Lewis Wealth Management

Investment Management, Financial Planning, Consulting

Quarterly Newsletter (4th Quarter 2011)

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Please see our most recent newsletter that reflects upon 2011 and sets forth some investment strategies to help you navigate 2012.  The newsletter can be found at our web site.  www.LewisWM.com.

Written by Lewis Wealth Management

January 17, 2012 at 3:27 pm

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Newsletter – 3rd Quarter 2011

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Please see my new Newsletter summarizing the difficult 3rd quarter where we review the quarter the discuss strategies for moving forward.   www.lewiswm.com.

Written by Lewis Wealth Management

October 16, 2011 at 6:45 pm

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S&P Downgrade

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Please visit my website for my Special Edition Newsletter regarding the S&P Downgrade.  www.LewisWM.com

Written by Lewis Wealth Management

August 8, 2011 at 10:40 am

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Newsletter – 3rd Quarter 2010

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Executive Summary 

The third quarter of 2010 was a good one overall.  Both stocks and bonds are up year-to-date through September.  The outlook for the US economy remains mixed.  We are in an economic recovery, but it remains fragile.  The Fed is poised with another round of quantitative easing, but it can only go so far.  The national deficit remains a concern.  It must be managed and lowered over time.  If not, our future prospects for growth will be subdued. There are a lot of policy and tax issues that need resolution in Washington before the end of the year.  We all need to pay close attention, especially on the tax planning side.  The risk of policy error is heightened.  As investors, we are currently earning our risk premiums by staying disciplined during turbulent times.  This discipline should be rewarded in the long run.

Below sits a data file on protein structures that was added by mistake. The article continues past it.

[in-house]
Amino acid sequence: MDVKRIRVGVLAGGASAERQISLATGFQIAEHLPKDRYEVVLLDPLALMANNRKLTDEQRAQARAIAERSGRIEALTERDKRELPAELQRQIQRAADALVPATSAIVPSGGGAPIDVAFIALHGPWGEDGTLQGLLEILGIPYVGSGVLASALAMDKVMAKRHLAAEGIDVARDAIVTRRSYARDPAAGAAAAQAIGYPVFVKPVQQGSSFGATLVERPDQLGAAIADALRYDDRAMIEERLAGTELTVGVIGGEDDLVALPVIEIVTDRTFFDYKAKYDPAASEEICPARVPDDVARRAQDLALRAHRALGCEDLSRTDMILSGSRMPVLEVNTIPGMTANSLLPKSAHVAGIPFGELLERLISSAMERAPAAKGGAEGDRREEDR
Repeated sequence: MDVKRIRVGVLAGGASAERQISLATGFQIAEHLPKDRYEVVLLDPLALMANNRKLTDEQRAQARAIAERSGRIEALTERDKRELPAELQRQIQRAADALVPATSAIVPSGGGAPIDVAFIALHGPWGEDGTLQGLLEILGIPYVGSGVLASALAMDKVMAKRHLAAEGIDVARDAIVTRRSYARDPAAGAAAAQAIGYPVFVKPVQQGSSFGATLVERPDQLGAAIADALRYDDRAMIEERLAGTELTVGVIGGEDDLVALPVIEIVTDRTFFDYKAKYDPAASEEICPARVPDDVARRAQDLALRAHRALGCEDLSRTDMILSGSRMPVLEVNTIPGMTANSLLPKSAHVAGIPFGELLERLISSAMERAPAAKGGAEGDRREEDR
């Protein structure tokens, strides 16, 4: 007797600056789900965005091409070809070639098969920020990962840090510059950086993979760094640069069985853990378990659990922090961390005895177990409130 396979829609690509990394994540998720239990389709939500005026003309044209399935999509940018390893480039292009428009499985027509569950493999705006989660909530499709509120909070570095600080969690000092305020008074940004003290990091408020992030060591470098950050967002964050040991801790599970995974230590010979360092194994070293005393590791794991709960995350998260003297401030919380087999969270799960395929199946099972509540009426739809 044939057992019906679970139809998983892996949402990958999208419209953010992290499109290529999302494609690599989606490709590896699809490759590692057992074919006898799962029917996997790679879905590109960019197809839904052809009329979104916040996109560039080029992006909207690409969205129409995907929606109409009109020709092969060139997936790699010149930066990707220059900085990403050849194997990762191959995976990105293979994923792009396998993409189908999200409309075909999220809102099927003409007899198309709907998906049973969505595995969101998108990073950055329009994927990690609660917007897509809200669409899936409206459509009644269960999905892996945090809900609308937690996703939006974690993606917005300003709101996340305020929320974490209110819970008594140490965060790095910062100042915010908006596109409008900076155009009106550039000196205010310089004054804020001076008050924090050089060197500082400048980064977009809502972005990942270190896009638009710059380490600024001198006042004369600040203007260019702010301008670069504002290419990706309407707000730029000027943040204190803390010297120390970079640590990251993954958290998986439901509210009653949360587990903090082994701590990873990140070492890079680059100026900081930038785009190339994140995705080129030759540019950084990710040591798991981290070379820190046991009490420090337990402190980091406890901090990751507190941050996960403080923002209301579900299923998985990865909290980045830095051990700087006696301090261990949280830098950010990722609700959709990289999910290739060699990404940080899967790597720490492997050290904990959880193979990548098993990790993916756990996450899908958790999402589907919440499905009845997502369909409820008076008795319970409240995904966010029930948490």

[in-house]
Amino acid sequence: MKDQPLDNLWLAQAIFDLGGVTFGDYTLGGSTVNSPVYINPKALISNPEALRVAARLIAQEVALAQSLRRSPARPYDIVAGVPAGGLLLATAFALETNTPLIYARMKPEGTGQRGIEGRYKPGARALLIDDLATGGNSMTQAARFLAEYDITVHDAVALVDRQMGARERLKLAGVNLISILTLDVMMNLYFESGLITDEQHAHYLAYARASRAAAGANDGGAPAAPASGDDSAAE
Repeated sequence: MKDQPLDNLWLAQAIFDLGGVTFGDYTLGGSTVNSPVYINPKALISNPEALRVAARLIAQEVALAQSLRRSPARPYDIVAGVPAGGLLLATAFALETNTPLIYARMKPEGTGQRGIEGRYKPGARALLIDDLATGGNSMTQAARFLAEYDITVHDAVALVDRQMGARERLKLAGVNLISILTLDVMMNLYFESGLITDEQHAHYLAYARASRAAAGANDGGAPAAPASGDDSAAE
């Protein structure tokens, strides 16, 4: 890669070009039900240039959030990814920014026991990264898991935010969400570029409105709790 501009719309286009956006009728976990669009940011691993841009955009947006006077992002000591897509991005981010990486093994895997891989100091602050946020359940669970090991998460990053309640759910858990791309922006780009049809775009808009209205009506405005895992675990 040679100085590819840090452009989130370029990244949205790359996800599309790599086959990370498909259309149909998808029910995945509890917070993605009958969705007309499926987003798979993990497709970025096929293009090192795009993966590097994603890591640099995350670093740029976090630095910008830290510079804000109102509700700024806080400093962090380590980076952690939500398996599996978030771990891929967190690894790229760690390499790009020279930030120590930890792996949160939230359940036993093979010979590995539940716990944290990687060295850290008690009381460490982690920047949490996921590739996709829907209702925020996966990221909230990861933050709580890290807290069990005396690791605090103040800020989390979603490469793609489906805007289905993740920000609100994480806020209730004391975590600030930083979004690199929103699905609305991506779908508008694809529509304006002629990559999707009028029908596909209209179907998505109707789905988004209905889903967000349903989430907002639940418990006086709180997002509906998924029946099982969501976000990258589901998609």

Quarterly Investment Commentary

The US stock market had a solid third quarter.  The S&P 500 was up 11.29% for the quarter (up 3.89% for the year).  The US bond market, as measured by the Barclays Aggregate Bond Index, was up 2.48% for the quarter (7.94% for the year).  The markets in general continue to be a roller coaster, but equity markets have broken out of their previous range to the upside.

The Outlook for the US Economy